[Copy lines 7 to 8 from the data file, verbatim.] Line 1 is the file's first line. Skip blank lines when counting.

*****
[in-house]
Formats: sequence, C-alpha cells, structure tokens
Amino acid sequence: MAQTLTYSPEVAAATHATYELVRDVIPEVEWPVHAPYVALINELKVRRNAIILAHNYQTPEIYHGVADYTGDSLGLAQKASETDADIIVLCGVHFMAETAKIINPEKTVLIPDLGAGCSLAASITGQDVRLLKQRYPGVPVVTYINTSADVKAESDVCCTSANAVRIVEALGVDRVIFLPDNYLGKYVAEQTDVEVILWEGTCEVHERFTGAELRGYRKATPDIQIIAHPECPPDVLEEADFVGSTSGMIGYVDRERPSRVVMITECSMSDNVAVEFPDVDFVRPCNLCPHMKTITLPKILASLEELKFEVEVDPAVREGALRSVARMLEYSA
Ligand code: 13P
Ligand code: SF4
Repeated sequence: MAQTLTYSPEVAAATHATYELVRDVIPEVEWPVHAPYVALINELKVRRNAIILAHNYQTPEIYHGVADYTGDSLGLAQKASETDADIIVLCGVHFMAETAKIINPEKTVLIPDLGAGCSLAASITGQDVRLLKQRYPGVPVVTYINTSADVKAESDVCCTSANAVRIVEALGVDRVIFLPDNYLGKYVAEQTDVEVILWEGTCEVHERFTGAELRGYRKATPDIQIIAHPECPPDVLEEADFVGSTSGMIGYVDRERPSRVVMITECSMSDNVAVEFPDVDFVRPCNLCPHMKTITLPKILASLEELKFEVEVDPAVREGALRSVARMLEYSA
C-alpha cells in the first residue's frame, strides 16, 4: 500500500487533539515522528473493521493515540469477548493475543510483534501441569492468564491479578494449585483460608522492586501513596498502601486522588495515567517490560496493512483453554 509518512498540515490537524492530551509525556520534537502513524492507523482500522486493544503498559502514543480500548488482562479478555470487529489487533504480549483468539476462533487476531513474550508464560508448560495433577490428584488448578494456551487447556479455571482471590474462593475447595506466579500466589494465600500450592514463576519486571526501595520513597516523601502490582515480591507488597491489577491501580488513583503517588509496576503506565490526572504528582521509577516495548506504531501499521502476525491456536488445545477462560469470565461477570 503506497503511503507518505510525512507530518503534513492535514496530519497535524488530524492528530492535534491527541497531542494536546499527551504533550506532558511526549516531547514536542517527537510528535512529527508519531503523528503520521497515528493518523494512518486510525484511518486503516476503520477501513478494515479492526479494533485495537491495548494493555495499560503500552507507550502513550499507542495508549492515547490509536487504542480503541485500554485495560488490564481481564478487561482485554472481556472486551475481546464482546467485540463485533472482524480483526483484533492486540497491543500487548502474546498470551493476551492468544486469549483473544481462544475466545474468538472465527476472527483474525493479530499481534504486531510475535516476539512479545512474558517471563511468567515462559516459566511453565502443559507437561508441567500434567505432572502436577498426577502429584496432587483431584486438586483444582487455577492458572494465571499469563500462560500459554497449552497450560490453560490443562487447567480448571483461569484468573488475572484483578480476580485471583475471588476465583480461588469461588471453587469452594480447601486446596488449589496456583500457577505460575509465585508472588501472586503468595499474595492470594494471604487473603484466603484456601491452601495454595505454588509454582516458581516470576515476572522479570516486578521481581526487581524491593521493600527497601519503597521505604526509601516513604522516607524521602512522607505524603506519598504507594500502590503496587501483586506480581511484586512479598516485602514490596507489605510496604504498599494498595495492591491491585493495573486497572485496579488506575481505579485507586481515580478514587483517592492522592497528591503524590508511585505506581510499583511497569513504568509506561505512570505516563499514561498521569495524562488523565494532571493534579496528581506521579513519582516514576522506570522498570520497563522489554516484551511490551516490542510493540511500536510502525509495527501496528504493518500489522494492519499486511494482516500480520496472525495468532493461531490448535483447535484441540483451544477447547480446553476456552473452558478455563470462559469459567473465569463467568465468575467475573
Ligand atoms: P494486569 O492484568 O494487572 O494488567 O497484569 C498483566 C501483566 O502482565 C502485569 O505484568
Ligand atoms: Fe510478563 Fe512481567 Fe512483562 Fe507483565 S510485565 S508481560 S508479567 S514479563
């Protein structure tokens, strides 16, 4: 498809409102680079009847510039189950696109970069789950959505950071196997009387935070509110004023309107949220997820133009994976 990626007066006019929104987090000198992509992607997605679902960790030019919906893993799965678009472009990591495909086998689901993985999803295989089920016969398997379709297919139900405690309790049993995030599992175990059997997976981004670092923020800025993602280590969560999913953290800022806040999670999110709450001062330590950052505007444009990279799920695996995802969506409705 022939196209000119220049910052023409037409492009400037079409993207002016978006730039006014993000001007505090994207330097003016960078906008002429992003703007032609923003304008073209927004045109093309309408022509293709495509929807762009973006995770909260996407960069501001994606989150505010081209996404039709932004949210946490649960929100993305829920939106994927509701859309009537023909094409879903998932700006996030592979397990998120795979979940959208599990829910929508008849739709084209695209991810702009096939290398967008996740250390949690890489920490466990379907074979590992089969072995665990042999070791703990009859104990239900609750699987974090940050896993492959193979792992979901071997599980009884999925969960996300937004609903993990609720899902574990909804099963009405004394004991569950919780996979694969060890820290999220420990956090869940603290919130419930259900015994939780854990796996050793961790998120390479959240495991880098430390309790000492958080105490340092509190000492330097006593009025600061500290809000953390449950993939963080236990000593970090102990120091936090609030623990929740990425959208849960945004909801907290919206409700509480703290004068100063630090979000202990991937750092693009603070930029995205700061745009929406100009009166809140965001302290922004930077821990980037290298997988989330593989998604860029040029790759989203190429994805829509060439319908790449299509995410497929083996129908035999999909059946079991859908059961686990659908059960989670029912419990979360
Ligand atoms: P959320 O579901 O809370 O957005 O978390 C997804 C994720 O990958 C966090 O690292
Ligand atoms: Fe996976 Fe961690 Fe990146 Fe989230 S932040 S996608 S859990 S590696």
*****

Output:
C-alpha cells in the first residue's frame, strides 16, 4: 500500500487533539515522528473493521493515540469477548493475543510483534501441569492468564491479578494449585483460608522492586501513596498502601486522588495515567517490560496493512483453554 509518512498540515490537524492530551509525556520534537502513524492507523482500522486493544503498559502514543480500548488482562479478555470487529489487533504480549483468539476462533487476531513474550508464560508448560495433577490428584488448578494456551487447556479455571482471590474462593475447595506466579500466589494465600500450592514463576519486571526501595520513597516523601502490582515480591507488597491489577491501580488513583503517588509496576503506565490526572504528582521509577516495548506504531501499521502476525491456536488445545477462560469470565461477570 503506497503511503507518505510525512507530518503534513492535514496530519497535524488530524492528530492535534491527541497531542494536546499527551504533550506532558511526549516531547514536542517527537510528535512529527508519531503523528503520521497515528493518523494512518486510525484511518486503516476503520477501513478494515479492526479494533485495537491495548494493555495499560503500552507507550502513550499507542495508549492515547490509536487504542480503541485500554485495560488490564481481564478487561482485554472481556472486551475481546464482546467485540463485533472482524480483526483484533492486540497491543500487548502474546498470551493476551492468544486469549483473544481462544475466545474468538472465527476472527483474525493479530499481534504486531510475535516476539512479545512474558517471563511468567515462559516459566511453565502443559507437561508441567500434567505432572502436577498426577502429584496432587483431584486438586483444582487455577492458572494465571499469563500462560500459554497449552497450560490453560490443562487447567480448571483461569484468573488475572484483578480476580485471583475471588476465583480461588469461588471453587469452594480447601486446596488449589496456583500457577505460575509465585508472588501472586503468595499474595492470594494471604487473603484466603484456601491452601495454595505454588509454582516458581516470576515476572522479570516486578521481581526487581524491593521493600527497601519503597521505604526509601516513604522516607524521602512522607505524603506519598504507594500502590503496587501483586506480581511484586512479598516485602514490596507489605510496604504498599494498595495492591491491585493495573486497572485496579488506575481505579485507586481515580478514587483517592492522592497528591503524590508511585505506581510499583511497569513504568509506561505512570505516563499514561498521569495524562488523565494532571493534579496528581506521579513519582516514576522506570522498570520497563522489554516484551511490551516490542510493540511500536510502525509495527501496528504493518500489522494492519499486511494482516500480520496472525495468532493461531490448535483447535484441540483451544477447547480446553476456552473452558478455563470462559469459567473465569463467568465468575467475573
Ligand atoms: P494486569 O492484568 O494487572 O494488567 O497484569 C498483566 C501483566 O502482565 C502485569 O505484568